Thursday, August 29, 2013

Sermon: Be Opened

Sermon for August 27, 2013 ~ 10:00 Healing Service
The Feast Day of Thomas Gallaudet
with Henry Winter Syle
St. Philip’s In The Hills Parish, Tucson, AZ
The Rev. Vicki K. Hesse
For online access to the readings click here

Mark 7:32-37

I speak to you in the name of One God, Father Son and Holy Ghost. Amen

Today is the feast day of Thomas Gallaudet with
Henry Winter Syle. 
What do you know about these two? 

·        The bio in Holy Women, Holy Men begins,
“Ministry to the deaf in the Episcopal Church begins with Thomas Gallaudet. Without his genius and zeal for the spiritual well-being of deaf persons, it is improbable that a history of ministry to the deaf in the Episcopal Church could be written.He has been called The Apostle to the Deaf.”
·        He was the eldest son of the founder of the West Hartford School for the Deaf (Thomas Hopkins Gallaudet), whose wife, Sophia, was a “deaf-mute.”
·        He felt called to be a priest in TEC and
while he discerned his call, he taught at the
New York Institution for Deaf-Mutes –
where he met and married his wife,
Elizabeth Budd, herself a deaf-mute. 
·        He established a bible class for deaf persons at the church he served as a deacon.
·        After ordained, he established a church
specifically to be a spiritual home for deaf people.
1859 St. Ann’s Church for Deaf-Mutes.
·        One of his students was Henry Winter Syle,
who had lost his hearing as a child.
·        Syle, too, felt called to be a priest in TEC and
became the first deaf person to seek Holy Orders. 
He was ordained in 1876 and died just a few years after
he built a church specifically for deaf persons in Philadelphia.

Gallaudet heard Jesus’ words “Be Opened!” 
Gallaudet found his heart was opened by God
to serve those on the hearing/speaking margins.
His life reflects how he used his gifts and deep compassion
to deaf persons’ needs. 

Syle, also heard Jesus’ words “Be Opened!”
Syle found his heart, too, was opened by God,
despite his own hearing/speaking challenges. 
God called him to serve in ordained ministry,
despite the institutional stumblilng block
that would not consider him “ordainable.”

In the Gospel text today, we hear how
·        They brought a deaf man to Jesus
·        Jesus took him aside, touched his ears and tongue
·        Jesus *sighed* and said to the man “Be Opened.”
·        The man’s ears were opened and his tongue was released.

It’s not always that simple, though, is it?

For instance, in the fourth chapter of Exodus[1],
Moses is trying to get out of serving God.
He raises an objection to God, that he has never been “eloquent” and that he is, in fact
“slow of speech and slow of tongue.”
But then, “…the Lord said to him,
“Who gives speech to mortals?
Who makes them mute or deaf, seeing or blind?
Is it not I, the Lord?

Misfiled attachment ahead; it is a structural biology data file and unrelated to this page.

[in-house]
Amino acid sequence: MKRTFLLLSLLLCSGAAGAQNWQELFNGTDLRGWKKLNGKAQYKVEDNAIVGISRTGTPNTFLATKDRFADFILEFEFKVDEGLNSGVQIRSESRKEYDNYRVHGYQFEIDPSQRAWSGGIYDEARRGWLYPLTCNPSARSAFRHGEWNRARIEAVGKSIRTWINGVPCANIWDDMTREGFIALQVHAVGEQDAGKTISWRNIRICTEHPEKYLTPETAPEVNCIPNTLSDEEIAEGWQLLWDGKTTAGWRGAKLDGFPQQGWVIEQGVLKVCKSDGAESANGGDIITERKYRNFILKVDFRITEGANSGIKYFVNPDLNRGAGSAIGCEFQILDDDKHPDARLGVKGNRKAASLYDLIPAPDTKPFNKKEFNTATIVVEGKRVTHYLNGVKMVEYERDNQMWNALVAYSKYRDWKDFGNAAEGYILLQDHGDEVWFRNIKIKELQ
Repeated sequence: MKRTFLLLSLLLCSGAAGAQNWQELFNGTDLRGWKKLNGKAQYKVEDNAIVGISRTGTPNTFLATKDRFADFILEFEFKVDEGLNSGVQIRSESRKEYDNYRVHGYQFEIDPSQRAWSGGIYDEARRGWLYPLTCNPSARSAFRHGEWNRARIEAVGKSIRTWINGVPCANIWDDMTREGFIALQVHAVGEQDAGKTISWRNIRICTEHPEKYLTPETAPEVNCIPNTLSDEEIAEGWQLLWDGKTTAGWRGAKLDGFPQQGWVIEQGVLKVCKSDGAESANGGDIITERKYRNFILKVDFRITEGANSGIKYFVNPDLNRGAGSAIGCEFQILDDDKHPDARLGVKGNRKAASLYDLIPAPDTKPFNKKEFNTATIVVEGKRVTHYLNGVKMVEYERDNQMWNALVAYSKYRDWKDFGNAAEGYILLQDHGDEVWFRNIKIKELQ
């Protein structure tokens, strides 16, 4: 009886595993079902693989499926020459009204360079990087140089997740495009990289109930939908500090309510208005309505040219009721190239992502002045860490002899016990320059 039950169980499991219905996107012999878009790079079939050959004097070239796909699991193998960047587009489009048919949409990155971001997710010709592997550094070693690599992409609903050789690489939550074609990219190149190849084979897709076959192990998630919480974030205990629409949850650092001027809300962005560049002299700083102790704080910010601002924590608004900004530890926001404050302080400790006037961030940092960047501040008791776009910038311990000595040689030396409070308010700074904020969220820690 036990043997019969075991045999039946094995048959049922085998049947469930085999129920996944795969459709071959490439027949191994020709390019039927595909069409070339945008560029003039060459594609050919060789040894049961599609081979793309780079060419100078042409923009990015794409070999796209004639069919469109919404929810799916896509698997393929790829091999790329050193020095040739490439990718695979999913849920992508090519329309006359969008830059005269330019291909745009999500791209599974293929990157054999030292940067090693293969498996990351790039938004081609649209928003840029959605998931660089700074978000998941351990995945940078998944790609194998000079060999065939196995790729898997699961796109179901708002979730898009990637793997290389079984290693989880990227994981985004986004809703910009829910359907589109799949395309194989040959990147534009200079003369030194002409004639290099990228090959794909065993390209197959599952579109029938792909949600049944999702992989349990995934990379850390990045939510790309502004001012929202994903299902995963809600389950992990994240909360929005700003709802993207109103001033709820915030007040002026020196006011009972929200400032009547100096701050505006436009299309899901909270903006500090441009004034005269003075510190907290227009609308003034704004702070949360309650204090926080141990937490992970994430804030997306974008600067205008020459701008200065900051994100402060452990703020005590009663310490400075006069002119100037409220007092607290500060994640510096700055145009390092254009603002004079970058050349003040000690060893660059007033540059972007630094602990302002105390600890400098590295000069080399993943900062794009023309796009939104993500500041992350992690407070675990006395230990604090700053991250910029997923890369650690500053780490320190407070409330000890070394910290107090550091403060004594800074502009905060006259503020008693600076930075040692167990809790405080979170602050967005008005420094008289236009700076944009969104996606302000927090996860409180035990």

12 Now go, and I will be with your mouth
and teach you what you are to speak.”

And in today’s text from Isaiah, the prophet is pronouncing this very grace, that in the safe return of the redeemed to Zion, God’s power will be known:
“…Here is your God… He will come and save you…
Then the eyes of the blind shall be opened,
    and the ears of the deaf unstopped;
then the lame shall leap like a deer,
    and the tongue of the speechless sing for joy.”

In the Old Testament world, it seems that
there were ambivalent attitudes. 
We find in Leviticus an admonishment
against cursing the deaf, suggesting at least some people
were acting negatively toward handicapped persons.

And as we find in the New Testament,
deaf persons were also seen as a channel
for recognizing God’s presence. 

For example, when John’s disciples ask Jesus,
are you the one who is to come or are we to wait for another?

Jesus told them, in the Gospel of Matthew,
“Go back and tell John what’s going on:
The blind see, The lame walk, Lepers are cleansed,
The deaf hear, …[2]
And in the Gospel of Luke, Jesus gives this answer:
“Go back and report to John what you have seen and heard: The blind receive sight, the lame walk,
those who have leprosy are cleansed,
the deaf hear, the dead are raised, and the good news is proclaimed to the poor.[3]..”

What is going on here? 
Deafness and healing towards hearing points to
God’s grace as a gateway of Spirit’s infusion of love. 

Perhaps we who are of the hearing population can
come with humility to the text and read it figuratively.
Jesus puts his fingers into our ears.  He looks up to heaven and sighs.  He says to us, “Ephphatha,” - “Be Opened”

To what is God calling us to be open? 
Is there a place in your life to which your ears have been stopped?

As I reflect, I think about a friend of mine who
trigger that inner wince when they call or leave a message. 
My initial reaction is “They always say …”
I wonder, though, if I simply hear Jesus sighing
and his healing, Be Opened!
If I might find grace to hear what my friend is saying –
really saying – and how that might draw me into compassion.

Perhaps there is someone in your life – or a situation in your life or in the news – that causes you to wince or be closed up.

To what is God calling you, today, to be open?

For when we hear, with open ears, open hearts, open minds – God’s love
silences the static,
tunes out the noise, and
softens our hearts. 

May we find ourselves astounded beyond measure,
for Jesus has done everything well.
He has even made our deaf ears to hear and
our mute tongues to speak.

Today, may we be filled with the Holy Spirit,
like Gallaudet and Syle, so that we, too,
can respond in love to the needs of all people,
confident in all that Jesus has done and keeps doing for us –  
opening us, healing us, reconciling us, forgiving us,
and loving us.

[1] Verses 10-12
[3] Luke 7:22-23

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